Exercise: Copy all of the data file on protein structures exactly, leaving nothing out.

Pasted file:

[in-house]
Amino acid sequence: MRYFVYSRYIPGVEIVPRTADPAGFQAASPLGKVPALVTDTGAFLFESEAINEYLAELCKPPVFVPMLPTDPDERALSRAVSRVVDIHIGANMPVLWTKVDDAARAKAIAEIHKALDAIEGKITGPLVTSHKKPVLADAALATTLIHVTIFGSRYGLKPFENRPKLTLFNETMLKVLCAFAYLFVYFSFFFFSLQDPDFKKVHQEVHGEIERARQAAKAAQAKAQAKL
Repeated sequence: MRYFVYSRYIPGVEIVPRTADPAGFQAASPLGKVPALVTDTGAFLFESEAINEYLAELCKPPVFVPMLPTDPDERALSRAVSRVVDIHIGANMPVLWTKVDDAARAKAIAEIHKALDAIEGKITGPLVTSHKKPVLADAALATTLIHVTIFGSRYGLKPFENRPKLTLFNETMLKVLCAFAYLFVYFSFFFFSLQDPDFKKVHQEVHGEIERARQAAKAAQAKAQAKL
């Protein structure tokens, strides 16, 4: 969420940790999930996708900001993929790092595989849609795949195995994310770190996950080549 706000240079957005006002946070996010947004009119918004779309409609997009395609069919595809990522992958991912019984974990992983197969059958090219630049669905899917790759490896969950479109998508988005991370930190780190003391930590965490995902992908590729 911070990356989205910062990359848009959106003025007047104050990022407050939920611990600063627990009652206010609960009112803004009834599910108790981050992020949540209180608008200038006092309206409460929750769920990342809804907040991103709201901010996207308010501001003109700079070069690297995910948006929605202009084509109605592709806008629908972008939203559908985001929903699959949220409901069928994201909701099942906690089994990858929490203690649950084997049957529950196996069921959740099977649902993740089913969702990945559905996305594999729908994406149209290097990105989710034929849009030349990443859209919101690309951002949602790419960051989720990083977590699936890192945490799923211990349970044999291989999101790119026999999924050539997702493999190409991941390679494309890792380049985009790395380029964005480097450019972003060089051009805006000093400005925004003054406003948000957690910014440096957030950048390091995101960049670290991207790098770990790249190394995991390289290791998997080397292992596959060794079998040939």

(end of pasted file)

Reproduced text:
[in-house]
Amino acid sequence: MRYFVYSRYIPGVEIVPRTADPAGFQAASPLGKVPALVTDTGAFLFESEAINEYLAELCKPPVFVPMLPTDPDERALSRAVSRVVDIHIGANMPVLWTKVDDAARAKAIAEIHKALDAIEGKITGPLVTSHKKPVLADAALATTLIHVTIFGSRYGLKPFENRPKLTLFNETMLKVLCAFAYLFVYFSFFFFSLQDPDFKKVHQEVHGEIERARQAAKAAQAKAQAKL
Repeated sequence: MRYFVYSRYIPGVEIVPRTADPAGFQAASPLGKVPALVTDTGAFLFESEAINEYLAELCKPPVFVPMLPTDPDERALSRAVSRVVDIHIGANMPVLWTKVDDAARAKAIAEIHKALDAIEGKITGPLVTSHKKPVLADAALATTLIHVTIFGSRYGLKPFENRPKLTLFNETMLKVLCAFAYLFVYFSFFFFSLQDPDFKKVHQEVHGEIERARQAAKAAQAKAQAKL
């Protein structure tokens, strides 16, 4: 969420940790999930996708900001993929790092595989849609795949195995994310770190996950080549 706000240079957005006002946070996010947004009119918004779309409609997009395609069919595809990522992958991912019984974990992983197969059958090219630049669905899917790759490896969950479109998508988005991370930190780190003391930590965490995902992908590729 911070990356989205910062990359848009959106003025007047104050990022407050939920611990600063627990009652206010609960009112803004009834599910108790981050992020949540209180608008200038006092309206409460929750769920990342809804907040991103709201901010996207308010501001003109700079070069690297995910948006929605202009084509109605592709806008629908972008939203559908985001929903699959949220409901069928994201909701099942906690089994990858929490203690649950084997049957529950196996069921959740099977649902993740089913969702990945559905996305594999729908994406149209290097990105989710034929849009030349990443859209919101690309951002949602790419960051989720990083977590699936890192945490799923211990349970044999291989999101790119026999999924050539997702493999190409991941390679494309890792380049985009790395380029964005480097450019972003060089051009805006000093400005925004003054406003948000957690910014440096957030950048390091995101960049670290991207790098770990790249190394995991390289290791998997080397292992596959060794079998040939």